What are the beliefs of the Communist Party at this time, and how have they gone about re-education in China for the past 5 years?
From sunrise to sunset she has to learn a new way of life… The Great Chinese Cultural Revolution continues.
We know that the young girl’s previous education was in a gifted young musician’s program in Beijing. What is she learning now?
We still only know the story’s heroine as ‘the young girl’ and ‘she’. We have no name and her face has no detail. Why might this be so? What might the writer and illustrator be signifying?
Is it reasonable to require children to write letters of self-criticism each night?
Is anybody in China required to write letters of self-criticism by the police today?
Her fingers fly across the keyboard. ..Bringing a piano all the way here. What a crazy venture.
Look at a chart of the 16 Successful Habits of Mind. They are: Perseverance, Resilience, Questioning and Posing Problems, Managing impulsivity , Listening with Understanding and Empathy, Thinking Flexibly, Thinking about Thinking, Striving for accuracy and Precision, applying Past Knowledge to New Situations, Thinking and Communicating with Clarity and Precision, Gathering Data Through All Senses, Creating, Imagining and Innovating, Responding With Wonderment and Awe, Taking Responsible Risks, Finding Humour, Thinking Interdependently, and lastly, Remaining Open to Continuous Learning.
Which Successful Habits of Mind does the young girl demonstrate on these pages? In pairs, for each Habit of Mind that you identify provide evidence/quotes in a 2 column rubric chart. Make a big chart because you will be adding to this when you get to the description of the young girl making her own music book.
- The piano travelled in a coal wagon aboard the train…a piano at Zhangjiake Camp 46-19: a miracle!
What do we notice about the train which shows that the story is set in 1950s China?
What can you find out about train travel in modern China?
Tonight she is transported back to her childhood and the muffled noise of the city. She was her mother’s great hope. Gifted at the piano…..She almost came to hate the piano.
The illustrator depicts the young girl and her parents with a lot of symbolism. We see:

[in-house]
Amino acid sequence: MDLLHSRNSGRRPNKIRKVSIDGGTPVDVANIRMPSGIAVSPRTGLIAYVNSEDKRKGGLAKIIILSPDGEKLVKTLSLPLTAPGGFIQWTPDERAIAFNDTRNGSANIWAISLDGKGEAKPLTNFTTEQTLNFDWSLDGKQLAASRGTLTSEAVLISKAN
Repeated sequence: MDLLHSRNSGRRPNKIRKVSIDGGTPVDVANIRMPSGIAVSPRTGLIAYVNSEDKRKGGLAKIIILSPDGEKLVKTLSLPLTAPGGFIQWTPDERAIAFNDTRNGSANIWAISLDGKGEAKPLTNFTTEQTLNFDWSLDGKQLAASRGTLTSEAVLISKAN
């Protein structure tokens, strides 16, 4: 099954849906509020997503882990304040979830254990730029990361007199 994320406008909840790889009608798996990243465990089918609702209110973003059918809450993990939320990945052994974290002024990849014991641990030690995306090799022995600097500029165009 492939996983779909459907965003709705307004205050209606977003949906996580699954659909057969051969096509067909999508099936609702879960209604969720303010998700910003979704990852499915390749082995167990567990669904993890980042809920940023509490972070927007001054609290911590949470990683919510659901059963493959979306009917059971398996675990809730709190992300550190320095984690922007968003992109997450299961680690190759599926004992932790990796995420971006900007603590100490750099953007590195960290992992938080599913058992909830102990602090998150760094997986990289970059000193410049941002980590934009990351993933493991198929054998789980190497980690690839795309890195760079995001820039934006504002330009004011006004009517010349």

*a giant Mao poster which includes Chinese characters as a backdrop
*the parents wear blue Mao suits
*the girl wears a quilted jacket with a colourful chrysanthemum flower -pattern
*the family appears happy and healthy before the Cultural Revolution
So, taking the symbols into account, what is the writer-illustrator telling us about life in China prior to the Cultural Revolution?
Why had the gifted young girl nearly come to hate the piano?
- For several years now pages from Bach’s ‘The Well Tempered Clavier’ have been passed around the camp…She decides to make her own music book.
Now you can add to the Successful Habits of Mind rubric chart which you began in Question 6. The text and illustration here are rich in showing this. Make sure you provide quotes for evidence, or descriptions of detail in the illustration.
Compare and contrast Mao’s Little Red Book and the young girl’s notebooks. Use a PMI chart for each one.
- But what possible purpose does music serve? Can it erase five years of exile?
The writer puts this question to the reader. What do you think? What part does music play in the life of your family and yourself? (See Further References: Background Briefing – Who Stopped the Music?)
Plato, the ancient Greek philosopher, said that ‘Music should be at the centre of education’. Do you agree with him? Why? Look up the latest research on the relationship between music and brain function.
- Playing for the love of music. It’s as simple as that….Last month the Philadelphia Orchestra was in Beijing. Two hundred kilometers of risk from the Mongolian border to the capital.
The illustration shows the public newspaper reading facility which advertised the Philadelphia Orchestra concert in Beijing. Newspapers can still be read like this today in China. What advantages are there?
It is curious that this orchestra from the West was permitted to perform at this time? Can you find out why it was allowed?
- Tonight in the grip of her music and her memories , the young pianist doesn’t hear Mother Han’s muffled cry. Nor does she sense the presence of intruders…Your music is not worth a dog’s fart!
What happens to Mrs Han and why?
Is there a suggestion that the guards allow themselves to enjoy the young girl’s music for a time? How can you tell? Why do the young red guards eventually insult the young girl about her music? What makes them do this? Do the colours and the frame help to explain why?
- In the morning, in front of the assembled village, she and her accomplice are denounced, lectured and insulted.
Find the meaning of ‘denounced’ in the dictionary.
What is the fate of the piano?
How is the young girl and her accomplice punished? Is public humiliation an appropriate punishment? Why?